By the end of 2009, the media and government reports alike announced that key economic indicators looked good for a recession recovery. However, although some indicators were positive, not all demonstrated good news – especially in California where small business bankruptcies increased by about 81% as of the12 months ending September 30, 2009. Across America, the statistics were still disheartening, with Equifax reporting that national bankruptcies were up 44%.
The Gloomy Situation
Many small businesses in California were simply trying to wait out the economic crunch, hoping for a light at the end of the tunnel.
But the light never came.
Small business lending and lines of credit simply disappeared and dried up with banks fearing additional defaults, and consumers stopped spending except only for necessary items. Many of those small business owners tried to wade through the economic crunch by obtaining loans and lines of credit where they could find them. However, small business lending became tough with stricter personal guarantee or co-signer requirements.
Unfortunately, as of the end of Q3 2009, about 19,000 small businesses have filed for bankruptcy. This number is strictly based upon small business bankruptcies alone, and it does not account for the numerous individuals who filed for personal bankruptcy because their sole proprietorship business failed.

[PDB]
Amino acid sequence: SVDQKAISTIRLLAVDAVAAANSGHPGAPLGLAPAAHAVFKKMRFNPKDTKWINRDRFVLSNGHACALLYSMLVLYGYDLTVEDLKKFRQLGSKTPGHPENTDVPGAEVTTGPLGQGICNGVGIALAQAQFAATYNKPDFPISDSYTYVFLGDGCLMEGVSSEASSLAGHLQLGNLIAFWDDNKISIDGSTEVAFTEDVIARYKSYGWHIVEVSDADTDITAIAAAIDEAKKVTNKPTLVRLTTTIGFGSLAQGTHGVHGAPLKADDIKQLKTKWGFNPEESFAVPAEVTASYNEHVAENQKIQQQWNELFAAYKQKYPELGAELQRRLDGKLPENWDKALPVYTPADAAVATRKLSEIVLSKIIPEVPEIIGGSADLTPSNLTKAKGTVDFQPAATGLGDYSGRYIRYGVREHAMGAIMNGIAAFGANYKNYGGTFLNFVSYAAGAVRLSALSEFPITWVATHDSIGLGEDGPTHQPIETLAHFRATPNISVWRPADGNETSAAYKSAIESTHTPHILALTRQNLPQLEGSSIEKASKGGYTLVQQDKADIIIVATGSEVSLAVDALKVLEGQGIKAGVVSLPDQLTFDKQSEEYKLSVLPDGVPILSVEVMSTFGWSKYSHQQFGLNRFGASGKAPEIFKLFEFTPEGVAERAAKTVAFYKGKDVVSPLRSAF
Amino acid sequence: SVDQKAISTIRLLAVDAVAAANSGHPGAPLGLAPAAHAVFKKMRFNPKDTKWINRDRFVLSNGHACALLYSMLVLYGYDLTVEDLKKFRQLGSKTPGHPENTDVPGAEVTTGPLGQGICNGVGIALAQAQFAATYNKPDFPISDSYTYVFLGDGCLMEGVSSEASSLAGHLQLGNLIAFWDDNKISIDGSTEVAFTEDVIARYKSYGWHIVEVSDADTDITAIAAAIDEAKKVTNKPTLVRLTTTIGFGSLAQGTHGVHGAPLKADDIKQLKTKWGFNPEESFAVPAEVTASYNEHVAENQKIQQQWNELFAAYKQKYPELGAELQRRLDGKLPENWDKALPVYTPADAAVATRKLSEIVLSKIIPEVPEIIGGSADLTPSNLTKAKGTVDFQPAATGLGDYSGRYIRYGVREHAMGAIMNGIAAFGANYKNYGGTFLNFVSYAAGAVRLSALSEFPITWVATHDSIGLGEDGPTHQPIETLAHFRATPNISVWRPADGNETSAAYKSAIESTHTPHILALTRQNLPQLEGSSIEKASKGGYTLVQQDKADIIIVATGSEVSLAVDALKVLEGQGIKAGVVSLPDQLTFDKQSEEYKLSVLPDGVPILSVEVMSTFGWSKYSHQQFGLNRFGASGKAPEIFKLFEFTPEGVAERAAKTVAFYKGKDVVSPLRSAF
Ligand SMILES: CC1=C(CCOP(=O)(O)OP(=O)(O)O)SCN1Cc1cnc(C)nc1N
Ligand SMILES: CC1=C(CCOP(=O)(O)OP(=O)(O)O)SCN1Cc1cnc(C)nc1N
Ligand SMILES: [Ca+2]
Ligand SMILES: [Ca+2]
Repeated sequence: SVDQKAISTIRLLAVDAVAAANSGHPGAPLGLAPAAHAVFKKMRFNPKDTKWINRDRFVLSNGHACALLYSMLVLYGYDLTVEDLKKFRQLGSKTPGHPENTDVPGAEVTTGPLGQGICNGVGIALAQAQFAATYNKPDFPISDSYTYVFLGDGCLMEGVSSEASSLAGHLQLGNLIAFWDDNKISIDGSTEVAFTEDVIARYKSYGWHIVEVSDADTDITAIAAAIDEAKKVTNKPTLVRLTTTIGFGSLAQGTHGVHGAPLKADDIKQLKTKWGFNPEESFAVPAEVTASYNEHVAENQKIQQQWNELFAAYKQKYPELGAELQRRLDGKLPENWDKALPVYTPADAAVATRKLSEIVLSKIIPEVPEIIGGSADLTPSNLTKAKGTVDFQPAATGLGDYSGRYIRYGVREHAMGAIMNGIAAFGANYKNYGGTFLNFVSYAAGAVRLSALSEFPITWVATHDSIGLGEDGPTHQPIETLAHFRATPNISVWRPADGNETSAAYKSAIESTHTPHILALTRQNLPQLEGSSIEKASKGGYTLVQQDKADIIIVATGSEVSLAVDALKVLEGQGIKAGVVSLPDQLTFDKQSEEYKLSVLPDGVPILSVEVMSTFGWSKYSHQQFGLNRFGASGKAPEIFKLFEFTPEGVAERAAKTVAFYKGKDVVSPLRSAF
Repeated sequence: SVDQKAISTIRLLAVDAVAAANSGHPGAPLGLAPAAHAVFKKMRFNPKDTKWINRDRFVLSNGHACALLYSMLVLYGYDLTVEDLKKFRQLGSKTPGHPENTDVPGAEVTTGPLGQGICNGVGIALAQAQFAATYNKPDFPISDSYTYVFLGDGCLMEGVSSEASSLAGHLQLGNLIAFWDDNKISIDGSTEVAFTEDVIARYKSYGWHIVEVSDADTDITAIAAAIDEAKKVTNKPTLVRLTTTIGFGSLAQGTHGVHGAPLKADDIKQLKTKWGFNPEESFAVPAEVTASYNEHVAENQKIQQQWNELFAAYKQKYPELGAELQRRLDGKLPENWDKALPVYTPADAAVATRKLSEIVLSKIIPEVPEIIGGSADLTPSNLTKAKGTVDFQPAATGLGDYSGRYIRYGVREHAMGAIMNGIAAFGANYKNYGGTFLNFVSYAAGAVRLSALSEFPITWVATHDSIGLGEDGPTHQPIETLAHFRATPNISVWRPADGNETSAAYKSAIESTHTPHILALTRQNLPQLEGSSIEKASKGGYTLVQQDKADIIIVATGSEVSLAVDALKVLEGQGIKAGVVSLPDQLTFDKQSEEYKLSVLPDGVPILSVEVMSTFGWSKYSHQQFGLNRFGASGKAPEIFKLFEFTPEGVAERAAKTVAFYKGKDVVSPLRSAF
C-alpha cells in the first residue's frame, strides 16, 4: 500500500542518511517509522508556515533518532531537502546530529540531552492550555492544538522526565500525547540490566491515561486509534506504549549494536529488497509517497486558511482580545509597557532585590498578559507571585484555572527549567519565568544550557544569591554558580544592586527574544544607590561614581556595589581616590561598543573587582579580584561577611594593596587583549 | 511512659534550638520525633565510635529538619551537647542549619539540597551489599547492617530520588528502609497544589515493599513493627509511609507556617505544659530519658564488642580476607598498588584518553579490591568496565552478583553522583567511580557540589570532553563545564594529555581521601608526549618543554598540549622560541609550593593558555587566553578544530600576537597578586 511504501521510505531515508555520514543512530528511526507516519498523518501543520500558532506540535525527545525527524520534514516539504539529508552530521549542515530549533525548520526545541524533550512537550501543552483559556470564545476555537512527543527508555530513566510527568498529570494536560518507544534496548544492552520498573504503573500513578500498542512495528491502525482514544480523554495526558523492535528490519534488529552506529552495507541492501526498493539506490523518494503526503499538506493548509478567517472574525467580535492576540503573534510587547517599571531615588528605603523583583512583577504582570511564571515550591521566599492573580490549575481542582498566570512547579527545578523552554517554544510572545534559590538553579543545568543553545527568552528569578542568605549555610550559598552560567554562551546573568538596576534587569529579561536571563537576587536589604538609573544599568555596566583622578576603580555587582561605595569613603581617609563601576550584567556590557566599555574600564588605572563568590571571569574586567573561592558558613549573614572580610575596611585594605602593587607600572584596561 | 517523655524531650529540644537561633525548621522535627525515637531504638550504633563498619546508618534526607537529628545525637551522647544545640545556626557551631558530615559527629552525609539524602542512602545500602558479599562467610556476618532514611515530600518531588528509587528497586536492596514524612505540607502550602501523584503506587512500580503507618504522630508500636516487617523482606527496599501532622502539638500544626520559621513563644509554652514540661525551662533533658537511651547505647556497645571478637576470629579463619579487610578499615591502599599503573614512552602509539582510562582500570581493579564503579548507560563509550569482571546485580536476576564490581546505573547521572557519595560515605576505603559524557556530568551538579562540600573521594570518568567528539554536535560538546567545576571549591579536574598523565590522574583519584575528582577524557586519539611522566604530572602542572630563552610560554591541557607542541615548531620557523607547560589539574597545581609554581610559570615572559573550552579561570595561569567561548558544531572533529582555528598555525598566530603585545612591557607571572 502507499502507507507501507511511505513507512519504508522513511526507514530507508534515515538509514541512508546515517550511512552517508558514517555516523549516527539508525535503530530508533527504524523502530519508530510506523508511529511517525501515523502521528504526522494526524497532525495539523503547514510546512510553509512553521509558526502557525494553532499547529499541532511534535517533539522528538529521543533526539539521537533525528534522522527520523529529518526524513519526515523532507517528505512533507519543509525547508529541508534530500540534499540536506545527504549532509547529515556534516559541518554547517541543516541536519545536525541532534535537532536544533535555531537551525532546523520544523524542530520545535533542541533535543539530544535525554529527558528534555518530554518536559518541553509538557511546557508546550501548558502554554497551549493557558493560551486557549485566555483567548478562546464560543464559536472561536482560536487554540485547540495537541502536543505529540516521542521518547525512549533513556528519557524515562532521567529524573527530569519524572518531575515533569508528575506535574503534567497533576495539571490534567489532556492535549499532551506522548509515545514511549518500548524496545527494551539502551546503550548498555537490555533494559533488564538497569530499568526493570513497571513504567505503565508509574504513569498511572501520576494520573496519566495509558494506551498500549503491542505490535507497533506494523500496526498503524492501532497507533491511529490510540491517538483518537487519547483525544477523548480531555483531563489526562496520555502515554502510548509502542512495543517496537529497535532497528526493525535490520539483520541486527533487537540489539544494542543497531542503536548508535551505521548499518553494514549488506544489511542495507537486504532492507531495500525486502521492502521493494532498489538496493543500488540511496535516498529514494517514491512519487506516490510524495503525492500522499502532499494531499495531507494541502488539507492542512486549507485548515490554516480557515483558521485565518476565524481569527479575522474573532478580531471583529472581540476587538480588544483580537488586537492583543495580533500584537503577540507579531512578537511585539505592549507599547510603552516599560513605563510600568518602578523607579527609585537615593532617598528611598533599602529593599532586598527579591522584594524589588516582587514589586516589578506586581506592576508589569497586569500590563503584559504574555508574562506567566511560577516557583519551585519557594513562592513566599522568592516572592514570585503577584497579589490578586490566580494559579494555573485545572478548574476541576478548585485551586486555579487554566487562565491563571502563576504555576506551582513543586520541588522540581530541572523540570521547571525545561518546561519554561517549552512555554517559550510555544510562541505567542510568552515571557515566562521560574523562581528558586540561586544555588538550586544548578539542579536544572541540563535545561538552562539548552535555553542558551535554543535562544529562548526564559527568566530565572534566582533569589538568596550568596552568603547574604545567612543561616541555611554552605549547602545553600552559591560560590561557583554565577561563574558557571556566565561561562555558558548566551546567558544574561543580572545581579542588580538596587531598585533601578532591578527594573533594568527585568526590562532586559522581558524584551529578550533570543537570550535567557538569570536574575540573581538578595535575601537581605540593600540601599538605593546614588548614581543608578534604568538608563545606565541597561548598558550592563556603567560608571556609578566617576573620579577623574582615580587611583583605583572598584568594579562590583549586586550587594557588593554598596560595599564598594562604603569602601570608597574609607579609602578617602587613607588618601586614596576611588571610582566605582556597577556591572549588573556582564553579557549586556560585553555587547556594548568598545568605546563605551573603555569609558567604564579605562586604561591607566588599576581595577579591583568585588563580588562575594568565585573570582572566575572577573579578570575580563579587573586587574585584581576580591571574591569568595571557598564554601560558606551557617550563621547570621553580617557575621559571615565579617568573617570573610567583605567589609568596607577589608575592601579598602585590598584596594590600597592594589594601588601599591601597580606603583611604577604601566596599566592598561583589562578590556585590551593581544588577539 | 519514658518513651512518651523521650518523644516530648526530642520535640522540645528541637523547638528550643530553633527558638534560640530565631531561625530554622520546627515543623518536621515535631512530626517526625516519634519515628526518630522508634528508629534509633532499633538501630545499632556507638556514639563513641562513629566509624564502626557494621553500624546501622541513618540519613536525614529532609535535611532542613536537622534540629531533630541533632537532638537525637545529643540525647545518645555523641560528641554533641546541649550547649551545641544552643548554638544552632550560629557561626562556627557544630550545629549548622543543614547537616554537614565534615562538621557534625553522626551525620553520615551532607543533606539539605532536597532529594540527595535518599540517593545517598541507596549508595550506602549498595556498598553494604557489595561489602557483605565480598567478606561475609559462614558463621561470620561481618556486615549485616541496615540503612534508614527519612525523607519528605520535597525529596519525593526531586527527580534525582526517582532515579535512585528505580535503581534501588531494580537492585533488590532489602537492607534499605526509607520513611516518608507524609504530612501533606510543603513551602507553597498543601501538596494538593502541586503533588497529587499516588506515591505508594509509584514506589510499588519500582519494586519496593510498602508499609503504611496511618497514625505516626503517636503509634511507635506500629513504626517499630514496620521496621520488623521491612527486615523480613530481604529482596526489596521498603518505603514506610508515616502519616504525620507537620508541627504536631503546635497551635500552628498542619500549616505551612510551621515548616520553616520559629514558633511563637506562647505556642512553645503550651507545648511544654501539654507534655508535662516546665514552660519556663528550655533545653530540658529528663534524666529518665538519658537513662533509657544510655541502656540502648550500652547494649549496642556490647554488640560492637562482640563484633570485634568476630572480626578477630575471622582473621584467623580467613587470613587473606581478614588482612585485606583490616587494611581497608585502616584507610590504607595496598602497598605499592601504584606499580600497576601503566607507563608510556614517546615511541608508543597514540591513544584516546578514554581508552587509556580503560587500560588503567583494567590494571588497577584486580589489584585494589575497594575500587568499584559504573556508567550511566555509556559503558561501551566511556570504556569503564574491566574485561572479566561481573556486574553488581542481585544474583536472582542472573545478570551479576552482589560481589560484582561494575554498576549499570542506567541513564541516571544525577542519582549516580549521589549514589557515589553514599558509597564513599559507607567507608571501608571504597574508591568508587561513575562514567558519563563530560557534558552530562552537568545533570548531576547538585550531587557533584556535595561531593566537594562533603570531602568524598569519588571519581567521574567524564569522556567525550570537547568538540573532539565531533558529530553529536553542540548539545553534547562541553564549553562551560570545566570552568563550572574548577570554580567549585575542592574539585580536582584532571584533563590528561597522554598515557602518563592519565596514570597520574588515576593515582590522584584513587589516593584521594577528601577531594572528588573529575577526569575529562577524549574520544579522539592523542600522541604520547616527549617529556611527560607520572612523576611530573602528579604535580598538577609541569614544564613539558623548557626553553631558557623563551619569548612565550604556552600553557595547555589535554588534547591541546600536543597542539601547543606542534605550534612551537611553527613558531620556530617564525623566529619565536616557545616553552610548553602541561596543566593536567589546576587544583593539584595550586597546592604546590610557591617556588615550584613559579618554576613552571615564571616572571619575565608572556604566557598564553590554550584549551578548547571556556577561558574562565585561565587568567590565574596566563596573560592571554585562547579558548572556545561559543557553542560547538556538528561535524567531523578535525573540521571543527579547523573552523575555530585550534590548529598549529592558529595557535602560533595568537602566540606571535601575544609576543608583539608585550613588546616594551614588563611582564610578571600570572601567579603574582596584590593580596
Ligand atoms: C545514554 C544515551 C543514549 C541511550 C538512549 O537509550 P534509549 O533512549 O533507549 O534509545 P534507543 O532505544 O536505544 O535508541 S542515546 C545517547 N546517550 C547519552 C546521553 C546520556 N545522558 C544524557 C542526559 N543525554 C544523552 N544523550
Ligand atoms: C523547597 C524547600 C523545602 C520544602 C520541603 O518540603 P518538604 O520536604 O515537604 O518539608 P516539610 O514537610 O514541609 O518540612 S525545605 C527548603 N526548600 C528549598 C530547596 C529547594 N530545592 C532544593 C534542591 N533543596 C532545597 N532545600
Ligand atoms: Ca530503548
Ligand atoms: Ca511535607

2,229 small businesses filed for bankruptcy protection in September, 2009, which was up from 1,503 in September, 2008. Many more small businesses are not included in these figures because bankruptcy attorneys consult their clients to file personal bankruptcies, which are easier than small businesses bankruptcies.
The Sunnier Future Ahead
Although 2009 was tough on small businesses, those who have managed to survive will find it easier to obtain low-interest loans with the 2009 economic stimulus plan in effect. More money will be guaranteed by the government for small business loans. In addition, the Obama administration has asked for the elimination of capital gains taxes on new investments in small business stock, as well as tax incentives for small businesses to hire new employees.
This news is encouraging, especially since California is experiencing the largest failure rate of small businesses. Hopefully, with the money coming from tax incentives and loan guarantees, California will soon see a reduction in small business failures and once again be on the road to economic recovery.